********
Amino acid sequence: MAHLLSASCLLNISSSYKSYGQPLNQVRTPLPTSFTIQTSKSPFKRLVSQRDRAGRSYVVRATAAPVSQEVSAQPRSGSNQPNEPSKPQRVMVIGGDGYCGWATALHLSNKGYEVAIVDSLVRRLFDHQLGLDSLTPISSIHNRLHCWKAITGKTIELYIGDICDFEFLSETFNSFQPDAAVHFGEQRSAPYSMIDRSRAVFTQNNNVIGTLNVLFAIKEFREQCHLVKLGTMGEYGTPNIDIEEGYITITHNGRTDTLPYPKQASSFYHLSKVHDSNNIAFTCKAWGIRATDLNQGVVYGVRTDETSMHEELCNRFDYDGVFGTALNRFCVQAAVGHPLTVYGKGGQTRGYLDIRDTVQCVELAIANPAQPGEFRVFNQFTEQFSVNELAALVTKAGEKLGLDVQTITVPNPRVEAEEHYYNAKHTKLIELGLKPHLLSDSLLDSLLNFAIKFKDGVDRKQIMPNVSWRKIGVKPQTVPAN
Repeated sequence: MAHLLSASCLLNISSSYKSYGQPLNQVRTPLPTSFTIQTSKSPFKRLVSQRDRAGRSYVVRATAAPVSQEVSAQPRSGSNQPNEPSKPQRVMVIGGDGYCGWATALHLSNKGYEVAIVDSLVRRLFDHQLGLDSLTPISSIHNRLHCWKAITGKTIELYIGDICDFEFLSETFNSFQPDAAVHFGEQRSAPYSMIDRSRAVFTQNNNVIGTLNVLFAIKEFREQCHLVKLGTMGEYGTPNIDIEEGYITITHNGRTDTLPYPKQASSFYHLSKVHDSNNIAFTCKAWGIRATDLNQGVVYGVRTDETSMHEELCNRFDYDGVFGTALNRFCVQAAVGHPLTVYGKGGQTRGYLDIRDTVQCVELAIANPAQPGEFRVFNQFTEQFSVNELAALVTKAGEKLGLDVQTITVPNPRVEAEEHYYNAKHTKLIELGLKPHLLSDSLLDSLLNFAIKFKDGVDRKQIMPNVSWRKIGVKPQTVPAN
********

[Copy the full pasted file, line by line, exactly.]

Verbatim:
Amino acid sequence: MAHLLSASCLLNISSSYKSYGQPLNQVRTPLPTSFTIQTSKSPFKRLVSQRDRAGRSYVVRATAAPVSQEVSAQPRSGSNQPNEPSKPQRVMVIGGDGYCGWATALHLSNKGYEVAIVDSLVRRLFDHQLGLDSLTPISSIHNRLHCWKAITGKTIELYIGDICDFEFLSETFNSFQPDAAVHFGEQRSAPYSMIDRSRAVFTQNNNVIGTLNVLFAIKEFREQCHLVKLGTMGEYGTPNIDIEEGYITITHNGRTDTLPYPKQASSFYHLSKVHDSNNIAFTCKAWGIRATDLNQGVVYGVRTDETSMHEELCNRFDYDGVFGTALNRFCVQAAVGHPLTVYGKGGQTRGYLDIRDTVQCVELAIANPAQPGEFRVFNQFTEQFSVNELAALVTKAGEKLGLDVQTITVPNPRVEAEEHYYNAKHTKLIELGLKPHLLSDSLLDSLLNFAIKFKDGVDRKQIMPNVSWRKIGVKPQTVPAN
Repeated sequence: MAHLLSASCLLNISSSYKSYGQPLNQVRTPLPTSFTIQTSKSPFKRLVSQRDRAGRSYVVRATAAPVSQEVSAQPRSGSNQPNEPSKPQRVMVIGGDGYCGWATALHLSNKGYEVAIVDSLVRRLFDHQLGLDSLTPISSIHNRLHCWKAITGKTIELYIGDICDFEFLSETFNSFQPDAAVHFGEQRSAPYSMIDRSRAVFTQNNNVIGTLNVLFAIKEFREQCHLVKLGTMGEYGTPNIDIEEGYITITHNGRTDTLPYPKQASSFYHLSKVHDSNNIAFTCKAWGIRATDLNQGVVYGVRTDETSMHEELCNRFDYDGVFGTALNRFCVQAAVGHPLTVYGKGGQTRGYLDIRDTVQCVELAIANPAQPGEFRVFNQFTEQFSVNELAALVTKAGEKLGLDVQTITVPNPRVEAEEHYYNAKHTKLIELGLKPHLLSDSLLDSLLNFAIKFKDGVDRKQIMPNVSWRKIGVKPQTVPAN